Darwin's concept of evolution by natural selection may be expressed as a very simple set of statements:

Any time we look around we see that organisms are all slightly different from each other - in a classroom, just about everyone looks a little bit different from everyone else. All organisms are capable of producing more offspring than there are parents. Given time, this automatically leads to there being more offspring of any organism than can possibly survive. Therefore, some of these offspring must not survive. Those that survive will be those who are best suited to their own local environment. This is natural selection. We also observe that children tend to look like their parents, puppies like their parents, and so forth. There is some mechanism for inheritance of appearance. Since organisms vary, some of this variablity is inherited, and those organisms best suited to their local environments are the ones to survive to produce offspring, traits that improve fit to local environmental conditions will tend to be passed on to future generations. Conversely, those traits that are locally disadvantageous will tend to be lost. This is evolution by natural selection.

Natural selection is easy to study - it occurs over fairly short periods of time.

The classical textbook example of natural selection at work is observation of changes in the wing color of English moths as soot from industrial polution darkened the trees they lived on. The classical story goes: Widespread use of coal in England during the 1800s led to accumulations of soot on the bark of trees. Moths that spent their days hiding on the bark of trees had wings that were camouflaged, colored to match the color of the bark of the trees. As soot darkened the trees, moths that happened to have slightly darker wings tended to be less likely to be picked off by birds, since their darker wings stood out less agaist the newly dark background. This variablity happend to be heritable, thus through natural selection, the typical wing color of these moths shifted over time. Conversly, later in the 1900s, as polution from soot was reduced in England, tree bark became lighter, and natural selection shifted moth populations back to lighter wing colors.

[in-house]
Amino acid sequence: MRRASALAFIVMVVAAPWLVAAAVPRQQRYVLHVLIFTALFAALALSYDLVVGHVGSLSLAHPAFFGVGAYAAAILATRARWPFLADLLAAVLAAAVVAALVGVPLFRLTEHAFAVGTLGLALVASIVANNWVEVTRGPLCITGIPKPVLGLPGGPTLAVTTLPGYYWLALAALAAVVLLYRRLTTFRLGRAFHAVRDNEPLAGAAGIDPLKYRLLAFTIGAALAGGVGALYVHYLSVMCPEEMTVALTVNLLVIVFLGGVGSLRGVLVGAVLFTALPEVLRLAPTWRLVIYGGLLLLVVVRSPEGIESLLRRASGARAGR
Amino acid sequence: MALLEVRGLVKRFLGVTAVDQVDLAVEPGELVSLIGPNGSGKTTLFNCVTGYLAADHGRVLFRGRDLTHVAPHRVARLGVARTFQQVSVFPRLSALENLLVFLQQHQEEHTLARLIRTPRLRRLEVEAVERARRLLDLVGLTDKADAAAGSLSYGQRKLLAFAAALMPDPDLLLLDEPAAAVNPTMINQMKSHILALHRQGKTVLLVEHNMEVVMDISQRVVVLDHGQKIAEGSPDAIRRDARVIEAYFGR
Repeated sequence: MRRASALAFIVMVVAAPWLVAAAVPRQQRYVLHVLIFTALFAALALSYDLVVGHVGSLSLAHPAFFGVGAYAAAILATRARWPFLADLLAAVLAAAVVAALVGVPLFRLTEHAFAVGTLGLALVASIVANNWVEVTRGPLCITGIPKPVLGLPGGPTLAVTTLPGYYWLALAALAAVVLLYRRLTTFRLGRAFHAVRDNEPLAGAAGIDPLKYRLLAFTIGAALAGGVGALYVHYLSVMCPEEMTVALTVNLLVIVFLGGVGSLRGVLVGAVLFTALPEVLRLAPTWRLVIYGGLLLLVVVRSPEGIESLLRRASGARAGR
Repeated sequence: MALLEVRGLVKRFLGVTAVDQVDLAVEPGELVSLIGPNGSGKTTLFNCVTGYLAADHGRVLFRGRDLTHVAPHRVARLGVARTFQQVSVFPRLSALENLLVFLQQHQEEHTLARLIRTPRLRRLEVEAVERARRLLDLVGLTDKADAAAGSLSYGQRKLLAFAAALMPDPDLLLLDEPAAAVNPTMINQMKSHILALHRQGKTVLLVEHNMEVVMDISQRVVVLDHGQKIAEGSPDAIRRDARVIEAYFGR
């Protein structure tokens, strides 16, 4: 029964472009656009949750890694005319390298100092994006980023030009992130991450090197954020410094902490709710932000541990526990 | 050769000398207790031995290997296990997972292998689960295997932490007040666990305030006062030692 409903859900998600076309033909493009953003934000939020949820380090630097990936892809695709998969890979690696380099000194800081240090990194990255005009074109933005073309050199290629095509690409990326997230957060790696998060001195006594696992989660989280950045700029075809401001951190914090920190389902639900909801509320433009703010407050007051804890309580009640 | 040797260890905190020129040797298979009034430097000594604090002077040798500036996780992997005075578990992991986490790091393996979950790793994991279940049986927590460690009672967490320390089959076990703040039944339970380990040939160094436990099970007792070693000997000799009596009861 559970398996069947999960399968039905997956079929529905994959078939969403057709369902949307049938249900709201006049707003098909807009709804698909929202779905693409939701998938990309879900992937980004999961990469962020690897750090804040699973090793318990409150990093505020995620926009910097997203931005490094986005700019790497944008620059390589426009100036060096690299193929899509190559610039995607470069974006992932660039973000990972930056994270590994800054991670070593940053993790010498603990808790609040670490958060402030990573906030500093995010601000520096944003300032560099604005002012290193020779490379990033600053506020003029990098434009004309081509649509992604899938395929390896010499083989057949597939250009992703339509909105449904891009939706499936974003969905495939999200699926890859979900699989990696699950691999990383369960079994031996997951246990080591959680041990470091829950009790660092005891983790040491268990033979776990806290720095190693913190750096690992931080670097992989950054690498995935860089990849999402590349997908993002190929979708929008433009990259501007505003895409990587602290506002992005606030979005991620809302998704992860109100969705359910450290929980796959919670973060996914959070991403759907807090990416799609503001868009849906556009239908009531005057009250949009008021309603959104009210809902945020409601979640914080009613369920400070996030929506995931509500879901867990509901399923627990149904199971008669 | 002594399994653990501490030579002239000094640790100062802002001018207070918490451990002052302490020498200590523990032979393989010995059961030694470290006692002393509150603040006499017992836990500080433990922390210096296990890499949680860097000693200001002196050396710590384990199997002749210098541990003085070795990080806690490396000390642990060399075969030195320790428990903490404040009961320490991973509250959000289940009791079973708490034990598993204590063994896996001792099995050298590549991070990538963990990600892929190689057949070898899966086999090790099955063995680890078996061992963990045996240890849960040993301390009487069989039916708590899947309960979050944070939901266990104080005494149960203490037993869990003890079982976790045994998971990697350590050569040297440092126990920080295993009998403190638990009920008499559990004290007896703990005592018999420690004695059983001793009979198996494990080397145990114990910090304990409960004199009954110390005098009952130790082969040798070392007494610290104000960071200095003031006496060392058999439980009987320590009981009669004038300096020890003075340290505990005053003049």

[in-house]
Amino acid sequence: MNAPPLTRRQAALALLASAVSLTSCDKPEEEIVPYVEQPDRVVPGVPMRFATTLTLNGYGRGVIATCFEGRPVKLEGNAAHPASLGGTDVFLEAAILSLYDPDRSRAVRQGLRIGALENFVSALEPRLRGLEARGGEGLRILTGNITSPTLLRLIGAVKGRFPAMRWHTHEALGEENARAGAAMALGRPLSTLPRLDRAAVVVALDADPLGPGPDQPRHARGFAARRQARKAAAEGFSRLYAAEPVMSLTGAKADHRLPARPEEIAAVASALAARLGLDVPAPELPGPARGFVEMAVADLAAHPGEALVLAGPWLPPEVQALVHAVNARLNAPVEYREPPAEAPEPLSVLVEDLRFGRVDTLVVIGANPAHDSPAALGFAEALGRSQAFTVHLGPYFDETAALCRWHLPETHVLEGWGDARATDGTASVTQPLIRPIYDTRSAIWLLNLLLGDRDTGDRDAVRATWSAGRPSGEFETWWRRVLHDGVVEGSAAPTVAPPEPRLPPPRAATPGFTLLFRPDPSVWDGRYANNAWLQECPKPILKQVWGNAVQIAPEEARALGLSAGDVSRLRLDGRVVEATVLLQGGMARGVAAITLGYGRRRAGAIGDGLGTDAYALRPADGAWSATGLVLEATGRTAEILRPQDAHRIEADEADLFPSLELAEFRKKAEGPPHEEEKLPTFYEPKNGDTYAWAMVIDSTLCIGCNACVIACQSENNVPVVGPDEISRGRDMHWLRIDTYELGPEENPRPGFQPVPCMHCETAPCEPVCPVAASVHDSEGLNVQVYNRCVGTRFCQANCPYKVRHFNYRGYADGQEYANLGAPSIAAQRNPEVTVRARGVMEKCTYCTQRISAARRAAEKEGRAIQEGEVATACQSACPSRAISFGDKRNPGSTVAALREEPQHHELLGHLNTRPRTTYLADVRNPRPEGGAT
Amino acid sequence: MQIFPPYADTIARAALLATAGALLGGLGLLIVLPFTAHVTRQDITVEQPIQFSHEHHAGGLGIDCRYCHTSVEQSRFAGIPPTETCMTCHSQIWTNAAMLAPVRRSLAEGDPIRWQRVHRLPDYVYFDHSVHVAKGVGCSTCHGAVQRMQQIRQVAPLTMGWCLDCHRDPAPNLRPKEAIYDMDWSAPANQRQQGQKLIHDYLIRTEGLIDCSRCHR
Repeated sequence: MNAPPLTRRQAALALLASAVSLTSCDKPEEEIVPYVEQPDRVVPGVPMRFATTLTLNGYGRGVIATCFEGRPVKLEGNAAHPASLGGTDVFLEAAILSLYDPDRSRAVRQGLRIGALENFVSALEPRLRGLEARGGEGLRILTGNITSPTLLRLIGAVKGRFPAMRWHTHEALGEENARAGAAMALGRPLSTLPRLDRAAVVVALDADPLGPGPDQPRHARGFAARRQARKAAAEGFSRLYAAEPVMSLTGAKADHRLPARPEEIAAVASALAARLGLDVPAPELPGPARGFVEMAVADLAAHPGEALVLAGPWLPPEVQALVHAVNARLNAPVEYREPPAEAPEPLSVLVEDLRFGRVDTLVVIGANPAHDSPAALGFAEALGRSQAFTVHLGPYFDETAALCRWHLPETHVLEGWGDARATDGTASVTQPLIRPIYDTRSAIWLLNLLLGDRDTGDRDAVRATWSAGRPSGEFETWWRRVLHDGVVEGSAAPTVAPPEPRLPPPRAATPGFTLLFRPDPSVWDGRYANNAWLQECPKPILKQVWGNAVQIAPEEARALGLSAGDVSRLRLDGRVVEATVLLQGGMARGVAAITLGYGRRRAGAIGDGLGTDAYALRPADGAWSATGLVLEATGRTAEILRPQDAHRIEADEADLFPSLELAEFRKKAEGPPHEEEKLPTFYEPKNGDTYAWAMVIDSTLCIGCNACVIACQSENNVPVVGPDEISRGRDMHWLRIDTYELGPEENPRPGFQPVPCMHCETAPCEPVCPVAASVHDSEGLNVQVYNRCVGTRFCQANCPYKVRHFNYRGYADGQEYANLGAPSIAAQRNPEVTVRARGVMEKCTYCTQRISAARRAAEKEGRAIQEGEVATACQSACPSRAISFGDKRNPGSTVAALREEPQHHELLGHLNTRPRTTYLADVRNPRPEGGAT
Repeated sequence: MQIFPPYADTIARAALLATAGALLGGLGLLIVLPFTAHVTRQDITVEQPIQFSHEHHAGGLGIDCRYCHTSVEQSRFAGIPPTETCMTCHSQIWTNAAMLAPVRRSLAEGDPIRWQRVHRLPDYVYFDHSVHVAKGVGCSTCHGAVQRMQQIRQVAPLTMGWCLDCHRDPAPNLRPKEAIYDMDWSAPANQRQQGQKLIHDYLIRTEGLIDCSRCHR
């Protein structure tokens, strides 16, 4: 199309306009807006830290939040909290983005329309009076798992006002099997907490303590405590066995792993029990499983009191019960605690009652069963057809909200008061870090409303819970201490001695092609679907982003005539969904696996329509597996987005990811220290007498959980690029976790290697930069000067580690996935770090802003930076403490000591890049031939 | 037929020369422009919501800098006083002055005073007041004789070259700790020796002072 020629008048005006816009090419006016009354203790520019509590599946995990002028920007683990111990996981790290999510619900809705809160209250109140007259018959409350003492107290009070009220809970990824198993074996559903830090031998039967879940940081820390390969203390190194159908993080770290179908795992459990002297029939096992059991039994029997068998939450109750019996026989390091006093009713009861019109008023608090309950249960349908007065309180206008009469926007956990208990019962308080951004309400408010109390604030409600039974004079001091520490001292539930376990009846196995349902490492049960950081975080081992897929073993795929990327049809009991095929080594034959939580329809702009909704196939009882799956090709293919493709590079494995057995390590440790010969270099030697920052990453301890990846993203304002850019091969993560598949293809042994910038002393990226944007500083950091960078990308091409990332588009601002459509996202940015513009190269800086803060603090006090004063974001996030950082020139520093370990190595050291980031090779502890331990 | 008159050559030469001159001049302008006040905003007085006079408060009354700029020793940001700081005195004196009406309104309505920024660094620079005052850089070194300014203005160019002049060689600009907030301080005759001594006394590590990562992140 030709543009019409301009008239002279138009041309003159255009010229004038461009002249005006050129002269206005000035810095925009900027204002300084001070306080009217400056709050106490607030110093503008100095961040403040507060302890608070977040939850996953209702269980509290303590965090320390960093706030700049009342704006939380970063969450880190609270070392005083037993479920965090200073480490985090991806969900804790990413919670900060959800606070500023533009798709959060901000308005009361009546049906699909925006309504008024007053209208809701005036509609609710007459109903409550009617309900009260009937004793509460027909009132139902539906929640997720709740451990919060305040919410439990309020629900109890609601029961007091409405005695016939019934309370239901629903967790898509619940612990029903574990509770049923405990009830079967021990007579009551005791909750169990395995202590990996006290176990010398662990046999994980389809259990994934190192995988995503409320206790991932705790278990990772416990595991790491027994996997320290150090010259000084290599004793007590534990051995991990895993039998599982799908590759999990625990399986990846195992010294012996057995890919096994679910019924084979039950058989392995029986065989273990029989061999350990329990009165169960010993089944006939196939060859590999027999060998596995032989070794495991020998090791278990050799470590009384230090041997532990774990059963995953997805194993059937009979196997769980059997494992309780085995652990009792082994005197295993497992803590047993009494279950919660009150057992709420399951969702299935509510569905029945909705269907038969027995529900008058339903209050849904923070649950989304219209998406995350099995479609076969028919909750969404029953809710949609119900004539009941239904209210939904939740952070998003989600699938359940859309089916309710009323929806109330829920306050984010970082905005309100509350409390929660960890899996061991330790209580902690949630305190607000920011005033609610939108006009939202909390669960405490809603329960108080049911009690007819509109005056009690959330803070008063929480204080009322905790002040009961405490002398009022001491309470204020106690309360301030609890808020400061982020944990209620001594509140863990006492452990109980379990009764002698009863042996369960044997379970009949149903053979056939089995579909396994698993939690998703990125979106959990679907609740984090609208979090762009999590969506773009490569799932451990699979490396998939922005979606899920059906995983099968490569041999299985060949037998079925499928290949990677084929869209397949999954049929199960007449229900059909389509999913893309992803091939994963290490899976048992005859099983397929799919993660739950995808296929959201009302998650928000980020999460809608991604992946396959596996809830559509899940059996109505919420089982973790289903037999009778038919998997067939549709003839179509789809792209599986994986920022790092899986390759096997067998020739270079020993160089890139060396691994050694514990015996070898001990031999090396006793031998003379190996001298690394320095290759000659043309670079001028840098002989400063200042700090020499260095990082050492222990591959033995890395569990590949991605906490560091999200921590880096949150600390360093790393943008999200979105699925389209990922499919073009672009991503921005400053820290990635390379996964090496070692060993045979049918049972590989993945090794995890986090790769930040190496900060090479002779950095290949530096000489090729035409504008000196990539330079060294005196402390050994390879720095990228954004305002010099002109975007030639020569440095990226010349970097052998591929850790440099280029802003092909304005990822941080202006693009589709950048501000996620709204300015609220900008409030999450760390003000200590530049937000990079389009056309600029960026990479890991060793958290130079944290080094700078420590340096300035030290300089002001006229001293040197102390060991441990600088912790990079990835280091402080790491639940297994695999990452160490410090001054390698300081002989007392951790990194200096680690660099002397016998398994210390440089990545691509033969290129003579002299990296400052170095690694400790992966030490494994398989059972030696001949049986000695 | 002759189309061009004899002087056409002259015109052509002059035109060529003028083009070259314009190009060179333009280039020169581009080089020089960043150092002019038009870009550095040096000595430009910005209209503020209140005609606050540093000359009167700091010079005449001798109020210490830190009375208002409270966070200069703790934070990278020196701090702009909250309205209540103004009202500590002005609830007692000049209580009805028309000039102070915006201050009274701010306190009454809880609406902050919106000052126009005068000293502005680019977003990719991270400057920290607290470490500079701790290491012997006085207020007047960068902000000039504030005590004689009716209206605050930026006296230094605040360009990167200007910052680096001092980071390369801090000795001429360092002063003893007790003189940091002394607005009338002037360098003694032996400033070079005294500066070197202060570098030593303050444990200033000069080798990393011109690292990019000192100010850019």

One of the most powerful observations of natural selection at work comes from recent work on wild flowers in the Canadian arctic.

However, Evolution by Natural Selection doesn't quite get us all the way - we still need to explain how this can lead to the formation of new species.

 Rhetoric and the uses of Evolution 
The meaning of human life and the destiny of man cannot be separable from the meaning and destiny of life in general.
- George Gaylord Simpson (Simpson, 1949 p.9)

This quote is the first line of the Paleontologist George Gaylord Simpson's book The Meaning of Evolution. Evolution is often given a meaning beyond simply stating that organisms adapt to local conditions and that different species share common ancestry. Consider Ernst Haeckel's Tree of Life.

 Pages in this section 
Fact Evolution of the Panda's thumb
Snail soft parts
Eyes and the argument from design
Theory The Elephant Problem
Inheritance of human eye color
Inheritance of Coat Color in Shetland Sheepdogs
Selection in Canadian Arctic Wildflowers
Rhetoric Evolution in Haeckel's tree

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Copyright © 1997,1998 Athro, Limited. All Rights Reserved.
Written by Paul J. Morris mole@morris.net
Maintained by Athro Limited
Date Created: 2 Nov 1997
Last Updated: 9 Dec 1999